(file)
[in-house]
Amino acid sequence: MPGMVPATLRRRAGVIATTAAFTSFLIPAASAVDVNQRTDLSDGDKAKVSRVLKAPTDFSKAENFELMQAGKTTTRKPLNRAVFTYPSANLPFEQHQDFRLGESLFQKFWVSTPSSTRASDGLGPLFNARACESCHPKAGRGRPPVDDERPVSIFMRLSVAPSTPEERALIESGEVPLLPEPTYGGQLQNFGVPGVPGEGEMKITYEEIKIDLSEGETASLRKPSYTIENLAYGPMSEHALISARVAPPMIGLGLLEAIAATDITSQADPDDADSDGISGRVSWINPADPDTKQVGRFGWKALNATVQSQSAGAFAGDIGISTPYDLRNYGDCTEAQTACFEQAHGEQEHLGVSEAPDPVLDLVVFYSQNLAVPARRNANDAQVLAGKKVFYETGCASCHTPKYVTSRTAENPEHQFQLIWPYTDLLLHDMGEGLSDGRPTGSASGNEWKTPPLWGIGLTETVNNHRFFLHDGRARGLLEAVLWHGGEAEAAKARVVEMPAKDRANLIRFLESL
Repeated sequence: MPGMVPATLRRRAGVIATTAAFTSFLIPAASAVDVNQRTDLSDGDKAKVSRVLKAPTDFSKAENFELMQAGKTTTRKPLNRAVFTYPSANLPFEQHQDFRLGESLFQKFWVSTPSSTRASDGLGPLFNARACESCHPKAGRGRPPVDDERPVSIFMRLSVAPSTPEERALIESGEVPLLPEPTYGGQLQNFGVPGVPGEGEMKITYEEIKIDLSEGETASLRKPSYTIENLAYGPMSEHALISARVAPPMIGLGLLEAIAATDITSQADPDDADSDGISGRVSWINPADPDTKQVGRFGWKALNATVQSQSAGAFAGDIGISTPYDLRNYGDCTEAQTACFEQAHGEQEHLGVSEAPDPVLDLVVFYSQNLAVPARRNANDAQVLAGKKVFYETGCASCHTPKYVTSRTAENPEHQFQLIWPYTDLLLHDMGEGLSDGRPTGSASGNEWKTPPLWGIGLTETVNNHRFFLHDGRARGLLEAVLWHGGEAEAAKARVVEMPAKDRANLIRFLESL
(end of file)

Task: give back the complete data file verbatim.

[in-house]
Amino acid sequence: MPGMVPATLRRRAGVIATTAAFTSFLIPAASAVDVNQRTDLSDGDKAKVSRVLKAPTDFSKAENFELMQAGKTTTRKPLNRAVFTYPSANLPFEQHQDFRLGESLFQKFWVSTPSSTRASDGLGPLFNARACESCHPKAGRGRPPVDDERPVSIFMRLSVAPSTPEERALIESGEVPLLPEPTYGGQLQNFGVPGVPGEGEMKITYEEIKIDLSEGETASLRKPSYTIENLAYGPMSEHALISARVAPPMIGLGLLEAIAATDITSQADPDDADSDGISGRVSWINPADPDTKQVGRFGWKALNATVQSQSAGAFAGDIGISTPYDLRNYGDCTEAQTACFEQAHGEQEHLGVSEAPDPVLDLVVFYSQNLAVPARRNANDAQVLAGKKVFYETGCASCHTPKYVTSRTAENPEHQFQLIWPYTDLLLHDMGEGLSDGRPTGSASGNEWKTPPLWGIGLTETVNNHRFFLHDGRARGLLEAVLWHGGEAEAAKARVVEMPAKDRANLIRFLESL
Repeated sequence: MPGMVPATLRRRAGVIATTAAFTSFLIPAASAVDVNQRTDLSDGDKAKVSRVLKAPTDFSKAENFELMQAGKTTTRKPLNRAVFTYPSANLPFEQHQDFRLGESLFQKFWVSTPSSTRASDGLGPLFNARACESCHPKAGRGRPPVDDERPVSIFMRLSVAPSTPEERALIESGEVPLLPEPTYGGQLQNFGVPGVPGEGEMKITYEEIKIDLSEGETASLRKPSYTIENLAYGPMSEHALISARVAPPMIGLGLLEAIAATDITSQADPDDADSDGISGRVSWINPADPDTKQVGRFGWKALNATVQSQSAGAFAGDIGISTPYDLRNYGDCTEAQTACFEQAHGEQEHLGVSEAPDPVLDLVVFYSQNLAVPARRNANDAQVLAGKKVFYETGCASCHTPKYVTSRTAENPEHQFQLIWPYTDLLLHDMGEGLSDGRPTGSASGNEWKTPPLWGIGLTETVNNHRFFLHDGRARGLLEAVLWHGGEAEAAKARVVEMPAKDRANLIRFLESL